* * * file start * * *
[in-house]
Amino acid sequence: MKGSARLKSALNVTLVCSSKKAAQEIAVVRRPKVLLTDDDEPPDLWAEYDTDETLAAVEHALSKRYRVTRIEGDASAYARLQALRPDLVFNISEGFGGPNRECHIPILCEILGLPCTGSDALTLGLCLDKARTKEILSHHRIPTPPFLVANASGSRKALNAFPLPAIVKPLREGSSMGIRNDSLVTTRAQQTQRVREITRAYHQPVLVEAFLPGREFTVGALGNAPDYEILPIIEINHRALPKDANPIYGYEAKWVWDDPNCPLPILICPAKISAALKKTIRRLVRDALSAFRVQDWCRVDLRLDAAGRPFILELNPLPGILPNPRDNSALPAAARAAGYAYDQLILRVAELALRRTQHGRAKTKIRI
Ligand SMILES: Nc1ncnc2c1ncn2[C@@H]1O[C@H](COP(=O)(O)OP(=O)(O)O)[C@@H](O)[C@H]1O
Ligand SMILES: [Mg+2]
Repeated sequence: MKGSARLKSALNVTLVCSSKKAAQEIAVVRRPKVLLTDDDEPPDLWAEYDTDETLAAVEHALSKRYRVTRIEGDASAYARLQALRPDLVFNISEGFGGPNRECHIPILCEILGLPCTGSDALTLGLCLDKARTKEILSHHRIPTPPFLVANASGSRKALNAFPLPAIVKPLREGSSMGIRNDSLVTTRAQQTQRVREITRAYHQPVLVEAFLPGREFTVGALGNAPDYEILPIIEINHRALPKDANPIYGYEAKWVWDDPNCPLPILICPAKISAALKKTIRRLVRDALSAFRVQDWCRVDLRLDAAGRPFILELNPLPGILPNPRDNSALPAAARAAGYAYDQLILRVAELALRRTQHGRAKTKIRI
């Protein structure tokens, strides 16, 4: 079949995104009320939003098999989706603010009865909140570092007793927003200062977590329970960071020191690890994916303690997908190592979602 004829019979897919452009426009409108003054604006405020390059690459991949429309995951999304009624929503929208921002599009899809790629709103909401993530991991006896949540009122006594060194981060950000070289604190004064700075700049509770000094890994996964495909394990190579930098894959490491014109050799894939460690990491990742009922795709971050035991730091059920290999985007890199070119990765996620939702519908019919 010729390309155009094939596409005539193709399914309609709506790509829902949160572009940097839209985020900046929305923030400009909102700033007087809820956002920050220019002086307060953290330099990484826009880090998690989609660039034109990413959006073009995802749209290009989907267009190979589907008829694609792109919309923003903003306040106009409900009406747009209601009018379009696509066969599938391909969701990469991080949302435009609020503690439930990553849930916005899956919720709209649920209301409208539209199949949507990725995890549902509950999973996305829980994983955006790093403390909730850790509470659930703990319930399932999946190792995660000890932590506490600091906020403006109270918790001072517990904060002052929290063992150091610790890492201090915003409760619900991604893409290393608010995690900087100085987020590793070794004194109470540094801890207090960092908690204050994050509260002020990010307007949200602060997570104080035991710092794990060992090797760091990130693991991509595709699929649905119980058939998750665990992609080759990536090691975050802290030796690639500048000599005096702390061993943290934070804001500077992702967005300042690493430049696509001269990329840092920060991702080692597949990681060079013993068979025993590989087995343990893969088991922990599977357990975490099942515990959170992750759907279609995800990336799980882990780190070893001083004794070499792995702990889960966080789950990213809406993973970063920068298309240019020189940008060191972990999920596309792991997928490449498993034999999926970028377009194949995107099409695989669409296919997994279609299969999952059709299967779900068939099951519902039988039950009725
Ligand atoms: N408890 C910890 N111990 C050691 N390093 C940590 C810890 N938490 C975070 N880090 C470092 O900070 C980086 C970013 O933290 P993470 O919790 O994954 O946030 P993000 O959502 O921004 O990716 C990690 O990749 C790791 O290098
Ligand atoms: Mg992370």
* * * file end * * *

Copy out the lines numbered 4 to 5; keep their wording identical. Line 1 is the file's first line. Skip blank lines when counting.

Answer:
Ligand SMILES: [Mg+2]
Repeated sequence: MKGSARLKSALNVTLVCSSKKAAQEIAVVRRPKVLLTDDDEPPDLWAEYDTDETLAAVEHALSKRYRVTRIEGDASAYARLQALRPDLVFNISEGFGGPNRECHIPILCEILGLPCTGSDALTLGLCLDKARTKEILSHHRIPTPPFLVANASGSRKALNAFPLPAIVKPLREGSSMGIRNDSLVTTRAQQTQRVREITRAYHQPVLVEAFLPGREFTVGALGNAPDYEILPIIEINHRALPKDANPIYGYEAKWVWDDPNCPLPILICPAKISAALKKTIRRLVRDALSAFRVQDWCRVDLRLDAAGRPFILELNPLPGILPNPRDNSALPAAARAAGYAYDQLILRVAELALRRTQHGRAKTKIRI